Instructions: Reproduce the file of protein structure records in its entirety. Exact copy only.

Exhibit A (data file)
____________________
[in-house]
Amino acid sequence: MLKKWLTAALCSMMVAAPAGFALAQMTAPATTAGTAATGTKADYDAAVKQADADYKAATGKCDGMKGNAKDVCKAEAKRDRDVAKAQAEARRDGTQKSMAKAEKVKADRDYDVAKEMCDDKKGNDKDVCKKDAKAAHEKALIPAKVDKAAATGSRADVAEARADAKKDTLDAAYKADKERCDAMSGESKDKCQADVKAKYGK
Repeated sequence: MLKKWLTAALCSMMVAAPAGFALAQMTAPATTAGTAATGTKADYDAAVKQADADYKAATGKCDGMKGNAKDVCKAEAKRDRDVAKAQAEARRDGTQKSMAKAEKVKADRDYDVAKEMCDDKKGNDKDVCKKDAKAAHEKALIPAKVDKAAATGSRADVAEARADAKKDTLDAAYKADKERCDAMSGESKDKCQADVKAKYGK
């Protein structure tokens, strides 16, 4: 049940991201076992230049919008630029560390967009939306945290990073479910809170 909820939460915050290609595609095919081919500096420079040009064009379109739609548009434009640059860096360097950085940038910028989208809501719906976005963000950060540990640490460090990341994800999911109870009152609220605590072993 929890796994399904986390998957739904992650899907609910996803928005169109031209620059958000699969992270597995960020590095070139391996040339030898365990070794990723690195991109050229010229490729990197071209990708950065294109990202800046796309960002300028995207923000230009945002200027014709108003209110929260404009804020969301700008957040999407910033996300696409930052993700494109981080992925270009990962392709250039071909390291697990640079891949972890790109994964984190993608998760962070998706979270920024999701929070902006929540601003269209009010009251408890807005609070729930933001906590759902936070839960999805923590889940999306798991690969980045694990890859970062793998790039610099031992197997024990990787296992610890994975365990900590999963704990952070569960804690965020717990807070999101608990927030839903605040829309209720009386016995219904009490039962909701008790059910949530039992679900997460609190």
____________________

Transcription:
[in-house]
Amino acid sequence: MLKKWLTAALCSMMVAAPAGFALAQMTAPATTAGTAATGTKADYDAAVKQADADYKAATGKCDGMKGNAKDVCKAEAKRDRDVAKAQAEARRDGTQKSMAKAEKVKADRDYDVAKEMCDDKKGNDKDVCKKDAKAAHEKALIPAKVDKAAATGSRADVAEARADAKKDTLDAAYKADKERCDAMSGESKDKCQADVKAKYGK
Repeated sequence: MLKKWLTAALCSMMVAAPAGFALAQMTAPATTAGTAATGTKADYDAAVKQADADYKAATGKCDGMKGNAKDVCKAEAKRDRDVAKAQAEARRDGTQKSMAKAEKVKADRDYDVAKEMCDDKKGNDKDVCKKDAKAAHEKALIPAKVDKAAATGSRADVAEARADAKKDTLDAAYKADKERCDAMSGESKDKCQADVKAKYGK
């Protein structure tokens, strides 16, 4: 049940991201076992230049919008630029560390967009939306945290990073479910809170 909820939460915050290609595609095919081919500096420079040009064009379109739609548009434009640059860096360097950085940038910028989208809501719906976005963000950060540990640490460090990341994800999911109870009152609220605590072993 929890796994399904986390998957739904992650899907609910996803928005169109031209620059958000699969992270597995960020590095070139391996040339030898365990070794990723690195991109050229010229490729990197071209990708950065294109990202800046796309960002300028995207923000230009945002200027014709108003209110929260404009804020969301700008957040999407910033996300696409930052993700494109981080992925270009990962392709250039071909390291697990640079891949972890790109994964984190993608998760962070998706979270920024999701929070902006929540601003269209009010009251408890807005609070729930933001906590759902936070839960999805923590889940999306798991690969980045694990890859970062793998790039610099031992197997024990990787296992610890994975365990900590999963704990952070569960804690965020717990807070999101608990927030839903605040829309209720009386016995219904009490039962909701008790059910949530039992679900997460609190």